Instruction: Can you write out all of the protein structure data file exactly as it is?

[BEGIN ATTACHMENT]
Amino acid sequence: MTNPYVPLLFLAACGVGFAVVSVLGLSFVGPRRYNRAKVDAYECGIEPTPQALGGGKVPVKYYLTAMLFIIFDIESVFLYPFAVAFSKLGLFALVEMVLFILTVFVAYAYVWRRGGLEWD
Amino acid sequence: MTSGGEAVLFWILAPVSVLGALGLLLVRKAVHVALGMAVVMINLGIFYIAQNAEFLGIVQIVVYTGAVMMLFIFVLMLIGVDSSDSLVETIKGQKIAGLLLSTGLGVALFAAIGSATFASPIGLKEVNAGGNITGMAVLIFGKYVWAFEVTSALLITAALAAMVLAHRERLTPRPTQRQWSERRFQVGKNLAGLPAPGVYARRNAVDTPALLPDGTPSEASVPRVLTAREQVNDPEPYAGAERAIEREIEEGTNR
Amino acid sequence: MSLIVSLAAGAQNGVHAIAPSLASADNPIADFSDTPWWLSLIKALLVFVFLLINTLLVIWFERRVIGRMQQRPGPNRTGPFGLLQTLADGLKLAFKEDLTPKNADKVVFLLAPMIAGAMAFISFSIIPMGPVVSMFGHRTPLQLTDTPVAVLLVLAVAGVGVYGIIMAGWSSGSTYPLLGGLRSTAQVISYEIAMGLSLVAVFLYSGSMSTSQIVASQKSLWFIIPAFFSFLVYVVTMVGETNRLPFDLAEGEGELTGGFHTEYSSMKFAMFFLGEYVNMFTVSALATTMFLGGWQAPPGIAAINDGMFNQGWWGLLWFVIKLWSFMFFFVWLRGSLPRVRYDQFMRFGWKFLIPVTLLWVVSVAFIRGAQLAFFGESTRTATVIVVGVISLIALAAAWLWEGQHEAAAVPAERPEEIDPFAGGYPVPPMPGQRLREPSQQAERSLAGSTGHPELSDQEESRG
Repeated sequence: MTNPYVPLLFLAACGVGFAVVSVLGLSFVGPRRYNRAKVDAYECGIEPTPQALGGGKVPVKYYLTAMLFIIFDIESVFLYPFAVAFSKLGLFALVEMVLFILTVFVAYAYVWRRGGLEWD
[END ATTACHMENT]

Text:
Amino acid sequence: MTNPYVPLLFLAACGVGFAVVSVLGLSFVGPRRYNRAKVDAYECGIEPTPQALGGGKVPVKYYLTAMLFIIFDIESVFLYPFAVAFSKLGLFALVEMVLFILTVFVAYAYVWRRGGLEWD
Amino acid sequence: MTSGGEAVLFWILAPVSVLGALGLLLVRKAVHVALGMAVVMINLGIFYIAQNAEFLGIVQIVVYTGAVMMLFIFVLMLIGVDSSDSLVETIKGQKIAGLLLSTGLGVALFAAIGSATFASPIGLKEVNAGGNITGMAVLIFGKYVWAFEVTSALLITAALAAMVLAHRERLTPRPTQRQWSERRFQVGKNLAGLPAPGVYARRNAVDTPALLPDGTPSEASVPRVLTAREQVNDPEPYAGAERAIEREIEEGTNR
Amino acid sequence: MSLIVSLAAGAQNGVHAIAPSLASADNPIADFSDTPWWLSLIKALLVFVFLLINTLLVIWFERRVIGRMQQRPGPNRTGPFGLLQTLADGLKLAFKEDLTPKNADKVVFLLAPMIAGAMAFISFSIIPMGPVVSMFGHRTPLQLTDTPVAVLLVLAVAGVGVYGIIMAGWSSGSTYPLLGGLRSTAQVISYEIAMGLSLVAVFLYSGSMSTSQIVASQKSLWFIIPAFFSFLVYVVTMVGETNRLPFDLAEGEGELTGGFHTEYSSMKFAMFFLGEYVNMFTVSALATTMFLGGWQAPPGIAAINDGMFNQGWWGLLWFVIKLWSFMFFFVWLRGSLPRVRYDQFMRFGWKFLIPVTLLWVVSVAFIRGAQLAFFGESTRTATVIVVGVISLIALAAAWLWEGQHEAAAVPAERPEEIDPFAGGYPVPPMPGQRLREPSQQAERSLAGSTGHPELSDQEESRG
Repeated sequence: MTNPYVPLLFLAACGVGFAVVSVLGLSFVGPRRYNRAKVDAYECGIEPTPQALGGGKVPVKYYLTAMLFIIFDIESVFLYPFAVAFSKLGLFALVEMVLFILTVFVAYAYVWRRGGLEWD